The BOND Nose
There has been a great deal of research centred on how the olfactory sense is processed in the brain, with many surprising revelations forthcoming from that research on how scent is ordered into orchestras and multiple signals from different receptors make up detection of each smell. This is of course an area of vital research if we are ever going to add scent into virtual environments without relying on physical odour release. But, there is as very different angle also to be considered.
What if, instead of working on how the brain interprets scents, we work on creating artificial olfactory bulbs? Approach the problem from the other end, and create an artificial nose as capable as a human, or maybe even a canine nose, at differentiating different odours? Such would give us a wealth of data on how the olfactory bulbs themselves, have4 to function, and lead to a plethora of augmented reality applications for technological noses as powerful as organic ones.
Two projects, one building upon the results of the other, have been trying to address this. Both are multi-university and private laboratory, heavily funded efforts. The first, the SPOT-NOSED (Single Protein Nanobiosensor Grid Array) project had a goal of constructing artificial olfactory bulbs by fusing organic tissue and electronic components into a single device. The second, the BOND (Bioelectronic Olfactory Neuron Device} project is taking those results far further, integrating them into a massively parallel array of sensors to be built into a hand held odour detector a little bigger than a gesture interface wand.
The original SPOT-NOSED project used compound nanobiosensors, made by coating a microelectrode with a layer of olfactory receptor proteins taken from cells derived from animal noses and grown in solution. These living proteins bond with passing scent molecules, and the electrical reaction produced, is picked up by the attached electrode. In short, the actual olfactory bulb is still doing much of the work, but the challenge was to interface the technology with it, in such a way as reliable detection was possible, close to 100% of the time, and in concentrations too small for human noses to detect.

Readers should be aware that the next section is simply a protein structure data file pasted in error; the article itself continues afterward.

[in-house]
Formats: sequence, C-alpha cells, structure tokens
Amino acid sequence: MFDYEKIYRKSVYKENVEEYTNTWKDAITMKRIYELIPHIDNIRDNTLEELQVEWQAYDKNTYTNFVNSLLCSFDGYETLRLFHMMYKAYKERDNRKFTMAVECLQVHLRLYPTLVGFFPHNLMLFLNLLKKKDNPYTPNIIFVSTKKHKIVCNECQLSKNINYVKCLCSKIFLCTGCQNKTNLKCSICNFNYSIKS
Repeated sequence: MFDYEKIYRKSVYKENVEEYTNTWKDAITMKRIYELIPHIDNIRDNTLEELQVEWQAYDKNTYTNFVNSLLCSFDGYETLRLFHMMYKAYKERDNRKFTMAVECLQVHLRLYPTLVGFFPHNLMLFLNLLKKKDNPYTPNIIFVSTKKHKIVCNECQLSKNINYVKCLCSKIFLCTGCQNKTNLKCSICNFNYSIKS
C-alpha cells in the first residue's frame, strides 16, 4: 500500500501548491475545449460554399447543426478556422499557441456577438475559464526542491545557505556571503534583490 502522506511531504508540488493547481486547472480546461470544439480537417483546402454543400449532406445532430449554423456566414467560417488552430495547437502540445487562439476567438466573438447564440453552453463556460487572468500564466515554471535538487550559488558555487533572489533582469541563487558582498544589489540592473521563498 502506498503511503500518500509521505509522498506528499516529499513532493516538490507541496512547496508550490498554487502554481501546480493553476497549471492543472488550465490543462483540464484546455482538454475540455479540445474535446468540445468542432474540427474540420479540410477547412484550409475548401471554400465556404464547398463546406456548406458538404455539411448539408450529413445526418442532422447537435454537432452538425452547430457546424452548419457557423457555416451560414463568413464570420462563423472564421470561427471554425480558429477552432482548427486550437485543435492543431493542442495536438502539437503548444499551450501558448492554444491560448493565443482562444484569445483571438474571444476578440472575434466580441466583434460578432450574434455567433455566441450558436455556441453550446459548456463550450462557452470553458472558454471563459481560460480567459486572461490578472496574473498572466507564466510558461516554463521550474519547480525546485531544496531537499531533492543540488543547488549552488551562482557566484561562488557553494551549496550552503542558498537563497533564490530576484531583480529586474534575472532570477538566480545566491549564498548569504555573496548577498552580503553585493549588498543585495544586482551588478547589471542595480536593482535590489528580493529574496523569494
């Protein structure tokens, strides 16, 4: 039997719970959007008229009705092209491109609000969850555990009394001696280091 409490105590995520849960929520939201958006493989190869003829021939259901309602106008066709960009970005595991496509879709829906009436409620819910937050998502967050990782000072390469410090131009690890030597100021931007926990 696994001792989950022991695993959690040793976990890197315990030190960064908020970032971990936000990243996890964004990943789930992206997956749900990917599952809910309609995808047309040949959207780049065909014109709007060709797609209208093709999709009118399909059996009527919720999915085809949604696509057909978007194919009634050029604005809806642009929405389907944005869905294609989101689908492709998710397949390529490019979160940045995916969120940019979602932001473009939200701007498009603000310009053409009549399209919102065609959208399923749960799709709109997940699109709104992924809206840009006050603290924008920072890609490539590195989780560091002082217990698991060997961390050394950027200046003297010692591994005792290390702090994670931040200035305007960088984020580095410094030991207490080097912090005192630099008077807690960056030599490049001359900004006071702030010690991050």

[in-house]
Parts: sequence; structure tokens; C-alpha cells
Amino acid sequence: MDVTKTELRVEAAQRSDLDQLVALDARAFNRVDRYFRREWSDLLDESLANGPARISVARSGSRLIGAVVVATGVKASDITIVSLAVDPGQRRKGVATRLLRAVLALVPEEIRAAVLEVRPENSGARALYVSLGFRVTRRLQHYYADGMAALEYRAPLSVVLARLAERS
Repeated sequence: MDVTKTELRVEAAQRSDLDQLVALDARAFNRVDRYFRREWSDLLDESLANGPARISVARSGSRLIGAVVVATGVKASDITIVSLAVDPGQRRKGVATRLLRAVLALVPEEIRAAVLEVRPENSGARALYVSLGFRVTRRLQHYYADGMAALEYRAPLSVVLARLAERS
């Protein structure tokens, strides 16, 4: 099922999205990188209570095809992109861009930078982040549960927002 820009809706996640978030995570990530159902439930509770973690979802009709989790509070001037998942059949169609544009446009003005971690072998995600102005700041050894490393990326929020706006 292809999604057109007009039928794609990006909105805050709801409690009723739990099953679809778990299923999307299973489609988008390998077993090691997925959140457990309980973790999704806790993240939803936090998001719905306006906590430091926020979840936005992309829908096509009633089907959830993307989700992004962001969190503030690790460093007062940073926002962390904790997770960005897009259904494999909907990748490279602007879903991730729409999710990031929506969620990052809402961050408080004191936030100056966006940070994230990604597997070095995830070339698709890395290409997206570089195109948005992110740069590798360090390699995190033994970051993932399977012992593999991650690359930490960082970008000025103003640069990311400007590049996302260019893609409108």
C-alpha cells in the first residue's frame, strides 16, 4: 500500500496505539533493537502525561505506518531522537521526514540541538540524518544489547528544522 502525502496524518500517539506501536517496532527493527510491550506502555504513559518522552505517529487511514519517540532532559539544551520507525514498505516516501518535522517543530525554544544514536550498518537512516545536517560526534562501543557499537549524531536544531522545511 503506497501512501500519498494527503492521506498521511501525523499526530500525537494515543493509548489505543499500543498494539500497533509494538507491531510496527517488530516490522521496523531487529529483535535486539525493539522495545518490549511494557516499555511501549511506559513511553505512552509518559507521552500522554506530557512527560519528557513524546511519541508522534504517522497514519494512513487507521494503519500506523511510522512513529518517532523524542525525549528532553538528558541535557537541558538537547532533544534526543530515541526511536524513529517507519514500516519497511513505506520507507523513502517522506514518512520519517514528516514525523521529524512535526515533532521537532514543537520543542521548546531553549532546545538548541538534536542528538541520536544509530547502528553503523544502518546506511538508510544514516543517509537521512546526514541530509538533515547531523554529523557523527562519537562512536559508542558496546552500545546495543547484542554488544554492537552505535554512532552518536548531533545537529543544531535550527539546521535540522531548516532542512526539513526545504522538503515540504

This was successful, creating a functioning array of proteins in a langmuir-blodgett film, and an artificial nose that could detect a single scent at a time was born.
The researchers checked every conceivable method they could think of to get a successful signal from the proteins in a reliable manner, including I-V measurements, impedance spectroscopy. Capacitance and signal noise measurements. They succeeded in being able to identify the waveform of protein activation, to be able to identify it every time, and detect when a pulse was about to be sent.
BOND's primary goal is thus obvious; to take the new artificial noses created by SPOT-NOSED, to differentiate them such that each sensor responds to a different odour, and to determine the ideal placement of such protein-sensors on an integrated chip, as to maximise the range of odours identified. This is the precise opposite of those efforts to determine how the signals are deciphered in the brain, and is likely to prove just as invaluable, as we learn the reason why the olfactory bulbs in nature, are arranged just how they are.
The initial design calls for sensors to be arranged in groups of sixteen (for perhaps obvious processing-related reasons) each group connected to it's own processor microchip. Many, many different designs will have to be trialled, in order to produce an optimal design for even a moderate range of odours. One of the greatest challenges facing the multi-use sensor system, will be how to unbond odours from the proteins, in order to avoid a sensor becoming increasingly clogged throughout its lifetime.
SPOT-NOSED summary (pdf)